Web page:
I'm appearing as Athos, Buckingham and Rochefort in THE THREE MUSKETEERS at the Unicorn Theatre (7 April - 8 May).
Before I’d read the book, when I thought of The Three Musketeers I thought of adventure, sword fighting, bravery and glamour. Now that I’ve read the book, I think of honour and friendship first, then adventure, sword fighting, bravery and glamour. And the rivalry between France and England. Whichever way you look at it, sword fighting, or fencing, takes centre stage. And it will take centre stage in our play.
Fencing is one of the three key skills any musketeer or gentleman is expected to master (the other two are rhetoric - speaking well - and, er, dancing). In these days (1600s) a war is always round the corner and the sword is still an important weapon in warfare. The other reason why fencing is an important skill for gentlemen, is the duel. The goal of the honourable duel is to restore one's honour by demonstrating a willingness to risk one's life for it. Honour is everything to a gentleman. And musketeers are gentlemen. So Aramis, Athos, D’Artagnan and Porthos duel a lot in their adventure.
What fascinates me about duels is that they were actually outlawed and yet had their own unwritten rules that, I’m sure, everyone followed. For instance, if you’d been offended, you could signal a demand for satisfaction (a duel) with an inescapably insulting gesture, such as throwing your glove before your offender, hence the phrase "throwing down the gauntlet". Or with a ritual slap in the face, said to be the last affront one could accept without redress. Each party would name a trusted representative (a second) who would, between them, determine a suitable location for the fight ("field of honour"), check that the weapons were equal and that the duel was fair. In the 1600s it was normal practice for the seconds as well as the principals to fight each other. At the choice of the offended party, the duel could be until one man is wounded, even if the wound is minor (first blood), until one man is so severely wounded as to be physically unable to continue or until death.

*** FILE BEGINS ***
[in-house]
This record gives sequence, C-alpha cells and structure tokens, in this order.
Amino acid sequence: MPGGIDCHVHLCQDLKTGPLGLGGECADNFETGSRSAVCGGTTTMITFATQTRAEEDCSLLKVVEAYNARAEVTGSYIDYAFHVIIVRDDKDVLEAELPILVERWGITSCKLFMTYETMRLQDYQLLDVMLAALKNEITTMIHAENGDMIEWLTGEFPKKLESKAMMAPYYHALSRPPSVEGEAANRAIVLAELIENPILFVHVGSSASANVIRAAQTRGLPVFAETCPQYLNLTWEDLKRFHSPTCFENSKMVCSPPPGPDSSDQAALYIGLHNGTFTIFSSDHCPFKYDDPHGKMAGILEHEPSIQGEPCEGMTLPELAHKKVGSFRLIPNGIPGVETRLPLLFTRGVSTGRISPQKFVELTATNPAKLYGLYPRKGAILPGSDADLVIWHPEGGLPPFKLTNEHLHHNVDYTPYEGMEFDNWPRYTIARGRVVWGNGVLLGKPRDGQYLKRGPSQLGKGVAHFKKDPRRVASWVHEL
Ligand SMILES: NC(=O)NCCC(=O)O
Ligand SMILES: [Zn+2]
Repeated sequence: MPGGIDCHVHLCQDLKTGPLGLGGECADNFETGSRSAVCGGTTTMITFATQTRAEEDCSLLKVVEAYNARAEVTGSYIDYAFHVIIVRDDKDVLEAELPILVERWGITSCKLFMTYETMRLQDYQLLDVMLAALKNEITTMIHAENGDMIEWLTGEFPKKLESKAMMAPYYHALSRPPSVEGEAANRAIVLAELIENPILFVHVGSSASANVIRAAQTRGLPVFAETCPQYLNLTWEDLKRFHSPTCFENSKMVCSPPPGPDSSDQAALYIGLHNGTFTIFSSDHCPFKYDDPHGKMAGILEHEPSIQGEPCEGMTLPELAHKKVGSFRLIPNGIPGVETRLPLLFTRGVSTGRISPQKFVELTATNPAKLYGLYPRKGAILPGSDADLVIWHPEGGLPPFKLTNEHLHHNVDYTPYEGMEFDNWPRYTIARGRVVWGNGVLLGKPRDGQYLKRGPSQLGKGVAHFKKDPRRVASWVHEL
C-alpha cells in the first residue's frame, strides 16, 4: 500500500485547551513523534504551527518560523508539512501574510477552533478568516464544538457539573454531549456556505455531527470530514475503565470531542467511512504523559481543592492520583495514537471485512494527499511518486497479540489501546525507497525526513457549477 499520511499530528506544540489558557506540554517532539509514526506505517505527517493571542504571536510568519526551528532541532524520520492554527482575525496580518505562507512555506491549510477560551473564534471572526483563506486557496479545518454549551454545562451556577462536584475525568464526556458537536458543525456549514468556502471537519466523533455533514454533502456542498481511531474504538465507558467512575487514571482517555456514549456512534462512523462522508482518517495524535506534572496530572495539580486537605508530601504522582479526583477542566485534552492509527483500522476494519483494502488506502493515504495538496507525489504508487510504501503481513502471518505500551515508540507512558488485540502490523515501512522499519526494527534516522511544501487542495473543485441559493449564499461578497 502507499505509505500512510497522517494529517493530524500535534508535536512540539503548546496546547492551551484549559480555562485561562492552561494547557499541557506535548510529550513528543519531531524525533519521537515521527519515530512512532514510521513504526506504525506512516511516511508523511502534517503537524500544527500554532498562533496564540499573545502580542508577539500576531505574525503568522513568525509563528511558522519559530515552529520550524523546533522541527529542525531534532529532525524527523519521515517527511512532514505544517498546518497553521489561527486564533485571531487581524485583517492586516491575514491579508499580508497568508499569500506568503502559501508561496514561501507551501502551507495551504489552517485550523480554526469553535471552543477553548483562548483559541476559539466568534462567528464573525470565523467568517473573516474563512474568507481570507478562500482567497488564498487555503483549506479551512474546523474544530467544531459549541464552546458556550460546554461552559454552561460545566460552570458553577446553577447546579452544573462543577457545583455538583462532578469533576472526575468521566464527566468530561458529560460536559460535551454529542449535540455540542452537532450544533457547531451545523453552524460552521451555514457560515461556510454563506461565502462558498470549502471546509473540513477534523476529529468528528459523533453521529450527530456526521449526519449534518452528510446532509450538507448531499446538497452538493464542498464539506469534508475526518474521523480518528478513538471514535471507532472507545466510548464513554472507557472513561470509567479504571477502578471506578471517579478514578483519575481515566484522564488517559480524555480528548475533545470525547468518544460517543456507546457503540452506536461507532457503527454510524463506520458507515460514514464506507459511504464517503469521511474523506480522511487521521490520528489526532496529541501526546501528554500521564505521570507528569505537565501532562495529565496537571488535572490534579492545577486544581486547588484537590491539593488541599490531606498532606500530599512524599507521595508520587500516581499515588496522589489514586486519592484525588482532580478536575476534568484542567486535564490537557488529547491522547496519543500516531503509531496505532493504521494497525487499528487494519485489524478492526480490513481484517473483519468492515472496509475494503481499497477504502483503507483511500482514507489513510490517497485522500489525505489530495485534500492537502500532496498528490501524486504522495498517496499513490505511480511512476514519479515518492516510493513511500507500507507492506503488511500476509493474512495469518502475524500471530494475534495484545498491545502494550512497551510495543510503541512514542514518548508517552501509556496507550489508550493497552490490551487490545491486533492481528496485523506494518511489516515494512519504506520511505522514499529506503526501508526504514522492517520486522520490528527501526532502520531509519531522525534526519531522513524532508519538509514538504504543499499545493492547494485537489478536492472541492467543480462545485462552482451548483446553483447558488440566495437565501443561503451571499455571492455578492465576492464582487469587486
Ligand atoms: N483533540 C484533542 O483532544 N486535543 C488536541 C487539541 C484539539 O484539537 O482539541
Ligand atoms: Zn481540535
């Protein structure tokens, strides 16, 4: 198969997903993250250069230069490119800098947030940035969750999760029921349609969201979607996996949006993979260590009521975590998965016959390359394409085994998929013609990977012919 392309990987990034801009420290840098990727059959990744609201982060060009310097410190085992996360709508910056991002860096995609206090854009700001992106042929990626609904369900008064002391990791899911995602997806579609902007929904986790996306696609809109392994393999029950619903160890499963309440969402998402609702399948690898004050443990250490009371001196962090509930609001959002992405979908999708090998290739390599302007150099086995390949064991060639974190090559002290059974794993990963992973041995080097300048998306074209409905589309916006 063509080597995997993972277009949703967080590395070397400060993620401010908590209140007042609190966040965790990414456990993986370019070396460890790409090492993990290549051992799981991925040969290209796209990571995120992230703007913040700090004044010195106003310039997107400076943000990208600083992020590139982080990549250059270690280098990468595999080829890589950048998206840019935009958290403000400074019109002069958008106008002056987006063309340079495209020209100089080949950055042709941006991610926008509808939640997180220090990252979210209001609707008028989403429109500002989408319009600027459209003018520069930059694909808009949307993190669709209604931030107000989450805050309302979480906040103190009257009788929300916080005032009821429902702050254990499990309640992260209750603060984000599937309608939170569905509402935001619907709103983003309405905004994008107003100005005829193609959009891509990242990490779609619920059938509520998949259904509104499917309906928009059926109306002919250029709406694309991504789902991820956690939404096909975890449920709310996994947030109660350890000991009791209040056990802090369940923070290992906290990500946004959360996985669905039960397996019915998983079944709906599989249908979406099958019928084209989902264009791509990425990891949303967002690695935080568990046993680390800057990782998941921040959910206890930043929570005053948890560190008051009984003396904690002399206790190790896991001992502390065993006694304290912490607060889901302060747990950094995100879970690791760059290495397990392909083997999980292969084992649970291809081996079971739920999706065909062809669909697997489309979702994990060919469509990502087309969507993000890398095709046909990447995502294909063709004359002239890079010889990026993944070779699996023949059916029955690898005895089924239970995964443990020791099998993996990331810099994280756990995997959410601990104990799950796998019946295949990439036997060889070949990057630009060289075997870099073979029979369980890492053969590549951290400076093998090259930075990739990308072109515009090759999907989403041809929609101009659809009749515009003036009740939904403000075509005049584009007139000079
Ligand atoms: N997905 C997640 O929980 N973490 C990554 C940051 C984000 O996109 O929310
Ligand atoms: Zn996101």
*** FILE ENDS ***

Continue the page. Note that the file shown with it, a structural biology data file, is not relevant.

So we’re doing a lot of fencing at the moment. During our first week of rehearsals we were introduced to fencing basic techniques - fencing, then and now, has always been a very regulated, technical and stylized “martial art”. There are techniques for standing, ready to fight (i.e. en guarde), for footwork (i.e. advance, retreat, lunge,...), for blade work (i.e. moulinets, parrys,...). So since the beginning of February we’ve been doing an hour session pretty much every day going through the basic techniques. And since this is all for stage, we won’t be fighting for real (so no contact with the bodies whatsoever) and our fight directors, Rachel and Ruth, will choreograph routines which we will learn, as if they were dance routines. But that’s for March, when we resume rehearsals and have mastered the basic techniques.